Maybe Even Gates Money Can’t Save Common Core?
The Brookings Institute published a report which must be causing much consternation in the pro-Common Core circles. It’s increasingly apparent that all that money and all the time many education reformers spent ridiculing parents who dared to question the NGO takeover of private education was a losing proposition. More and more parents and legislators are deciding they should not embrace educational reform that is like building an airplane while it is flying and they don’t like educational theory masquerading as fact. From Support for Common Core continues to wane:
The national results depict an emerging trend of thawing support for the standards. Support for the Common Core Standards has decreased every year since 2012. For the first time, in 2015, support for the standards declined from a majority to a plurality, and opposition continued to rise. The number of people who do not support the standards has quintupled since 2012, and increased 9 points from last year (26 percent) to this year (35 percent). This growing opposition stems from many diverse sources, which are identified and critiqued by Patrick McGuinn in a recent series of Chalkboardposts.
The supporters knew that they were facing political headwinds as early as 2013. Matt Gandall, NGO education reformer, was retained by Bill Gates and others to craft a message of why the CCSS should be retained. From Citizens are Winning the Common Core War:
Gandal’s power point presentation (now scrubbed from the Internet) was the precursor to the recent Brookings report showing falling support for the reform that is not for an excellent education, but for workforce training. Here is a report from a CCSSO sponsored meeting which he facilitated in 2014:
Council of Chief State School Officers
Dec 1, 2014 – Matt Gandal, Task Force Facilitator, President, Education Strategy Group …… Presentation made to the Southern Regional Education Board’s …
You can read in this 21 page report how education is being transformed to job training with The Chamber of Commerce and businesses as leaders in this educational nirvana known as CCSS. Search for the word ‘parent’ in the report. Parents, the ones who are paying for this educational reform, are not considered as stakeholders in the takeover of public education. The NGOs and ed reformers will align everything to CCSS to make it easy for parents to understand (page 20):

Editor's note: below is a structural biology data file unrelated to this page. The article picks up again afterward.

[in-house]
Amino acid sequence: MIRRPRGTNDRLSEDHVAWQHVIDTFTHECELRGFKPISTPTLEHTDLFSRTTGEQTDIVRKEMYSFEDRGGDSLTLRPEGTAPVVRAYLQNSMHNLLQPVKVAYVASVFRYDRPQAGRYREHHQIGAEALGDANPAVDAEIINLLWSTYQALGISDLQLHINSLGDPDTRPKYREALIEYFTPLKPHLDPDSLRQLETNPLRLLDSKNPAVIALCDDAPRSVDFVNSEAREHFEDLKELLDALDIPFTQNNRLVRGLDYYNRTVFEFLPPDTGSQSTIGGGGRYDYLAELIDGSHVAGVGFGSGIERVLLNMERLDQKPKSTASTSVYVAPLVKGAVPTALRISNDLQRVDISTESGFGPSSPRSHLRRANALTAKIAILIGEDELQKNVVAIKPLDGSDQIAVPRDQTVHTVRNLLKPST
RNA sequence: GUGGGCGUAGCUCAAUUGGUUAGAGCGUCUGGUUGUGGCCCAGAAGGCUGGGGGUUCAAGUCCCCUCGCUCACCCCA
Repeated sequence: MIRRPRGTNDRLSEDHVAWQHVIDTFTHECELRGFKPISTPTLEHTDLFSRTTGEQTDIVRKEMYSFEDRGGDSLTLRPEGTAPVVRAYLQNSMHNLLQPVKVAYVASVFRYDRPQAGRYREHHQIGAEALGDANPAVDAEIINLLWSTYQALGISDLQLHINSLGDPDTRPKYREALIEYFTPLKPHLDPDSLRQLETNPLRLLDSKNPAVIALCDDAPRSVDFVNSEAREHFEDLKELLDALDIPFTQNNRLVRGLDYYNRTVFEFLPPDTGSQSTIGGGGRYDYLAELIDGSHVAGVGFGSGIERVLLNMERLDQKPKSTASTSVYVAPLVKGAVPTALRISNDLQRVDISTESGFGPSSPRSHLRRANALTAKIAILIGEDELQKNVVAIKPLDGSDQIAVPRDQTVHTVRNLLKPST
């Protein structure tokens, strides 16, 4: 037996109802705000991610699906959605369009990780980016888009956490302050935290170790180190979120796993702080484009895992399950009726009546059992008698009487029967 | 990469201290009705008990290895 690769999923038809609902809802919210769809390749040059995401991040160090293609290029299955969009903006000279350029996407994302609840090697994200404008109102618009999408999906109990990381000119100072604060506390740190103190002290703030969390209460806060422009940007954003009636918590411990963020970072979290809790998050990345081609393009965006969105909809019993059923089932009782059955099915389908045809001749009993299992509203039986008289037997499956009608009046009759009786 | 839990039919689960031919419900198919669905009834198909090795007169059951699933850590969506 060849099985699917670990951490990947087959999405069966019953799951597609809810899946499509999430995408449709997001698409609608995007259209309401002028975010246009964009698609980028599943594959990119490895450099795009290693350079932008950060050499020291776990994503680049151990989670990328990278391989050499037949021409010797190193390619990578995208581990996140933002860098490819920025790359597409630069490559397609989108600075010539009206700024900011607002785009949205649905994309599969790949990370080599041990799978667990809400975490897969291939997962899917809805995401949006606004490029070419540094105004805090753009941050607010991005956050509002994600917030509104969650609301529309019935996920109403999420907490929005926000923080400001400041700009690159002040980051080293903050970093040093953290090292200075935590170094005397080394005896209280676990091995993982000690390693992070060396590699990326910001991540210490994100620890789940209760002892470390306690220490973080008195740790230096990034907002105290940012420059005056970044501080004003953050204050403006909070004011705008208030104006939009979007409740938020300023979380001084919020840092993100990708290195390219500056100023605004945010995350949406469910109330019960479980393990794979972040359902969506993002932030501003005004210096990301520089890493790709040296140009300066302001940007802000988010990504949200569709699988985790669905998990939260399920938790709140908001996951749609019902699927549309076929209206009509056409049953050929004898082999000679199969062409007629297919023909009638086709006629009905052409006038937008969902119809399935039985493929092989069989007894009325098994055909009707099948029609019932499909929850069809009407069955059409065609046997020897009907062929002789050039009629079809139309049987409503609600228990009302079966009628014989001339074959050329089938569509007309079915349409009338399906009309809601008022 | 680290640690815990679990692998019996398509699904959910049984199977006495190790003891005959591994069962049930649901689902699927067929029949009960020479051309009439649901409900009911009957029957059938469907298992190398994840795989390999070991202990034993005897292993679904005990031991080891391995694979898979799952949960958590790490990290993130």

It’s no wonder Common Core is tanking the more people hear about it. It must be painful for Education Next, whose polling numbers The Brookings Institute used in its article, which documented the diminishing support for CCSS. Look at the education reformers connected to Education Next. Do you recognize many of them as avowed supporters of CCSS?
About Education Next
In the stormy seas of school reform, this journal will steer a steady course, presenting the facts as best they can be determined, giving voice (without fear or favor) to worthy research, sound ideas, and responsible arguments. Bold change is needed in American K–12 education, but Education Next partakes of no program, campaign, or ideology. It goes where the evidence points.
|Editor-in-Chief||Paul E. Peterson|
|Executive Editors||Frederick M. Hess
Michael B. Horn
Michael J. Petrilli
Martin R. West
|Managing Editor for Editorial and Production||Amanda Olberg|
|Managing Editor for External Relations||Carol Peterson|
|Manuscript Editor||Kathryn Sargent|
|Design Director||J Porter|
|Web Editor||Nick Tavares|
|Research Manuscript Editor||Matthew Chingos|
|Contributing Editors||Chester E. Finn, Jr.
Jay P. Greene
|Editorial Staff||Lindsey Greenfeld
|Circulation||Laura Forbes Sommers|
|Editorial Advisory Board||Matthew M. Chingos
David N. Figlio
Chester E. Finn, Jr.
Roland G. Fryer, Jr.
Jay P. Greene
Eric A. Hanushek
William G. Howell
Caroline M. Hoxby
Robin J. Lake
David L. Leal
Jacob L. Vigdor
Grover J. “Russ” Whitehurst
Leland Stanford Junior University
|Additional Sponsoring Institutions||Program on Education Policy and Governance, Harvard University
Thomas B. Fordham Foundation